MBTA General Manager Beverly Scott is defending her controversial decision to shut down rail service due to the snowstorm, stranding thousands of workers who depend on public transportation, making a stunning admission during a press conference Tuesday.

“I have had no direct conversation with the governor," Scott said. "I can only say that everybody is frustrated. I have had no conversation with the governor over the past three weeks of everything going on."

Her statement was all the more surprising because Baker has been bashing the T’s lack of communication.

“We’re going to need to work with and hear from the T with respect to what their operating plan with respect to the situation moving forward,” Baker said Tuesday, following Scott's press conference .

Scott got visibly upset at the press conference. She constantly interrupted herself, paced back and forth, and at times she became so passionate she inadvertently stepped away from the microphones.

“I've been around 40 years," she said. "I've been through hurricanes. World Trade Center bombings. Tornadoes coming. And all that. So this isn’t this woman’s first rodeo."

Scott blamed the T’s problems on record snowfall and a lack of investment from the state.

"We are running an extremely aged system that is getting a pounding every single day,” she said.

Baker has repeatedly called the T’s performance unacceptable.

He’s accused Scott and the staff at the T for making promises they could not keep.

“They didn’t live up to the representations they made to us and to others over the past two weeks,” he said.

Baker sounded angry all weekend. Then he shifted his tone Tuesday, when reporters asked him why he’s not speaking with Scott.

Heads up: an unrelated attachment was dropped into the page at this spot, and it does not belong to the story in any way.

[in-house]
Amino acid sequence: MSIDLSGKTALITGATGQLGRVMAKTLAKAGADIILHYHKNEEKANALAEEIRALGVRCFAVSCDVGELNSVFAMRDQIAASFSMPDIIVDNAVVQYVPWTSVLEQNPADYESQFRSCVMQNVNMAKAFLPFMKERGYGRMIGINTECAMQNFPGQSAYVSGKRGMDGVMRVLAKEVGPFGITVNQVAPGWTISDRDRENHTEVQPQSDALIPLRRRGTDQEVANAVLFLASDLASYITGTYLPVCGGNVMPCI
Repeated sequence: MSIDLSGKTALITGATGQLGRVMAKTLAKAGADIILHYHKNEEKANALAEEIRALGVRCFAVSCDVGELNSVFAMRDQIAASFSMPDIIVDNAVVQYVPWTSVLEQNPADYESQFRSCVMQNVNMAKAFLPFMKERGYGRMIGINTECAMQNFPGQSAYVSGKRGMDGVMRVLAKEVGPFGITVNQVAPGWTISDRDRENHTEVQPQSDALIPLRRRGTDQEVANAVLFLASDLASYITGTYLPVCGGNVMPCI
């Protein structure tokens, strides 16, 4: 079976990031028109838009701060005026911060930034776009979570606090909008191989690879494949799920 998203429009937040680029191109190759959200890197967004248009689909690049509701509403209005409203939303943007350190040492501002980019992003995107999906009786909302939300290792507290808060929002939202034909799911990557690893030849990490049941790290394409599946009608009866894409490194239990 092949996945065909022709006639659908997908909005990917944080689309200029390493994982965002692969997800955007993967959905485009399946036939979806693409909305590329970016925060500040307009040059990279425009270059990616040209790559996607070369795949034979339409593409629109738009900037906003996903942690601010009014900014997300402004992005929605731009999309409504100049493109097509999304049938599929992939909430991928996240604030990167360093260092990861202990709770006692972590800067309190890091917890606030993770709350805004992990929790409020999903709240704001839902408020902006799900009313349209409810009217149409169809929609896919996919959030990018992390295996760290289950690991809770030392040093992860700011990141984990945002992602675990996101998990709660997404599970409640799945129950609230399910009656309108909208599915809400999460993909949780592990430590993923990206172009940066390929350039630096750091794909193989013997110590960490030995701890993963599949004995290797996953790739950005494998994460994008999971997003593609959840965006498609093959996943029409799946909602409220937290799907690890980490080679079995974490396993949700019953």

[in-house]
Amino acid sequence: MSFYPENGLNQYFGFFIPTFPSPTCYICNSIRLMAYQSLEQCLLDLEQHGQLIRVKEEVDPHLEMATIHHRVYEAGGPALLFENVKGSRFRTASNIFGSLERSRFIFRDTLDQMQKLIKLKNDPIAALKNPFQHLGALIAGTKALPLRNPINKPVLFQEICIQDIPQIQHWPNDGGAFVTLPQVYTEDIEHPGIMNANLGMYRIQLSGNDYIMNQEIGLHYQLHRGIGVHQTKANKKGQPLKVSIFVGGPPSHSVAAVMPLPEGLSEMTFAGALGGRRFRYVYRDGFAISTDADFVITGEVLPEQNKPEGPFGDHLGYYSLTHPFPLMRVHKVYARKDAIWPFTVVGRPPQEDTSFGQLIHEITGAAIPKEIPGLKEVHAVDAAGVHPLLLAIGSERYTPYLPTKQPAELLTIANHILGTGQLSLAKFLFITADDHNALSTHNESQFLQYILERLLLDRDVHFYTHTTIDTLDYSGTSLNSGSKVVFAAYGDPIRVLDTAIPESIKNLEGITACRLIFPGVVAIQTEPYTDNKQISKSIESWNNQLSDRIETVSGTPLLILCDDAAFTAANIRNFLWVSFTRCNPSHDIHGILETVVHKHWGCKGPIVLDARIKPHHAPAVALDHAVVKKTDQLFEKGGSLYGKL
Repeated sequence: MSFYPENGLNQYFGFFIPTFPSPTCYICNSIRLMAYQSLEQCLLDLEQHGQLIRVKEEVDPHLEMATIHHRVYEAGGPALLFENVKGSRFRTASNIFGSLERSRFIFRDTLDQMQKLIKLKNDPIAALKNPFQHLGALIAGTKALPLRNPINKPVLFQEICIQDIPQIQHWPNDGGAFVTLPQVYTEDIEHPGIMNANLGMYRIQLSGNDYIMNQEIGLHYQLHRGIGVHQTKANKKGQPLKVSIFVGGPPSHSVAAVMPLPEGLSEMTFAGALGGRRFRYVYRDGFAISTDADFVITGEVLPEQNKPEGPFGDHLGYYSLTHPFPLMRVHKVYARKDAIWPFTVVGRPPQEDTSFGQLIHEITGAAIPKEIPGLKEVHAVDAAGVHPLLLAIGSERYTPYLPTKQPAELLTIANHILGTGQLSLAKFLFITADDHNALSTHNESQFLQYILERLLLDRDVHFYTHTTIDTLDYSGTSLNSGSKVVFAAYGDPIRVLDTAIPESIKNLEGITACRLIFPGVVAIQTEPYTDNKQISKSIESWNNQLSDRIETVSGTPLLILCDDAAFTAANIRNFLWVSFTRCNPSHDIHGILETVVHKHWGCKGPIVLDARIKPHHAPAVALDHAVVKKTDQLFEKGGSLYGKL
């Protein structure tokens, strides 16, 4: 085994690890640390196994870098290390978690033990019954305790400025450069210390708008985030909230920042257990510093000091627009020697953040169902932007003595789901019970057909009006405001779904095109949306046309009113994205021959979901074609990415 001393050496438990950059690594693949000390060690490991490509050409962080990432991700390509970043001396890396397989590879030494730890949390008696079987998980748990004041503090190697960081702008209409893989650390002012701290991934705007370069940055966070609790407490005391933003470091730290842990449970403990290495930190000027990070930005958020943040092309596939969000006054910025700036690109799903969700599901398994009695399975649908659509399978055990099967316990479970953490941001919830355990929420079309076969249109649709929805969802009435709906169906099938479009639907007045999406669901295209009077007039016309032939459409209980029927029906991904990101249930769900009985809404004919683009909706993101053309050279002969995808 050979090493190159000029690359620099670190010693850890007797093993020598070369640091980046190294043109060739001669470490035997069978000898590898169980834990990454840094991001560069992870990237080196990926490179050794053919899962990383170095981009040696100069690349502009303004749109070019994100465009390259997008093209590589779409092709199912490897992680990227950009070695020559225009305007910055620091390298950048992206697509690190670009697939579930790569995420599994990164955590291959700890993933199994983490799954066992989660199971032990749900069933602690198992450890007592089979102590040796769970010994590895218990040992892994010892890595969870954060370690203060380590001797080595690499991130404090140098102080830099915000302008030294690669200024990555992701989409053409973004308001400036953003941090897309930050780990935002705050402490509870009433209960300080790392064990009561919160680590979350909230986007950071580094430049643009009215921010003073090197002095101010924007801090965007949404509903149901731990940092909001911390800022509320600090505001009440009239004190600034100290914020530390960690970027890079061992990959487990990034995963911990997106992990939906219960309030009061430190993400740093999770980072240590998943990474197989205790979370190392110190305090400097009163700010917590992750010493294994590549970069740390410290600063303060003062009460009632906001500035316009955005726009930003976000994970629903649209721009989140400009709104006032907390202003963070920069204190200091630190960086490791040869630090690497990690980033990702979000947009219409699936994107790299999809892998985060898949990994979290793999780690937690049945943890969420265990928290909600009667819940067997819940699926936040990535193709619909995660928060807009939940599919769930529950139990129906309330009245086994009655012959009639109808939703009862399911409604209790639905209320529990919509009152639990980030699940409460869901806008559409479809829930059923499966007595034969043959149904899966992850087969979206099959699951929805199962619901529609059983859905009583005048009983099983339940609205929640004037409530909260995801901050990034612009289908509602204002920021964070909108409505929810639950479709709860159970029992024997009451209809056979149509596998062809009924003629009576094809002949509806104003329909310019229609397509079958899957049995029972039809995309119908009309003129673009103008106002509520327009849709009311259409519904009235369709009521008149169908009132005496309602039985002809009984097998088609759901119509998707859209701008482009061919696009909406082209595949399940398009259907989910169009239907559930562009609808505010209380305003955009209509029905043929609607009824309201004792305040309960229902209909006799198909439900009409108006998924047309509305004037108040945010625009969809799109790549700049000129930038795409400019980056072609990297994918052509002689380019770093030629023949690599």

“I don’t have any direct authority over the MBTA at all," he said. "I have one seat on the board.”

He says instead he’s been communicating with her through Secretary of Transportation Stephanie Pollack.

Former Gov. Deval Patrick, a Democrat, chose Scott. She’s the first African-American woman to lead the MBTA.

Baker is continuing to sidestep questions on Scott’s leadership.

Scott has said the MBTA is facing a massive backlog in maintenance. Some red line cars are nearly 50 years old. The Orange Line cars date back to the 1980s.

And then the MBTA owes nearly $9 billion in debt and interest, some of it stemming from the Big Dig. This fiscal year, nearly a quarter of the T’s budget will go to servicing debt.

Scott is calling for "systemic, planned, serious, bold reinvestment in this doggone transportation system," she said.

But the prospects don’t look good. Baker says residents have been taxed enough to help pay for the T. And historically the legislature hasn’t given the necessary funding for the T because the system only benefits one part of Massachusetts — the Greater Boston area.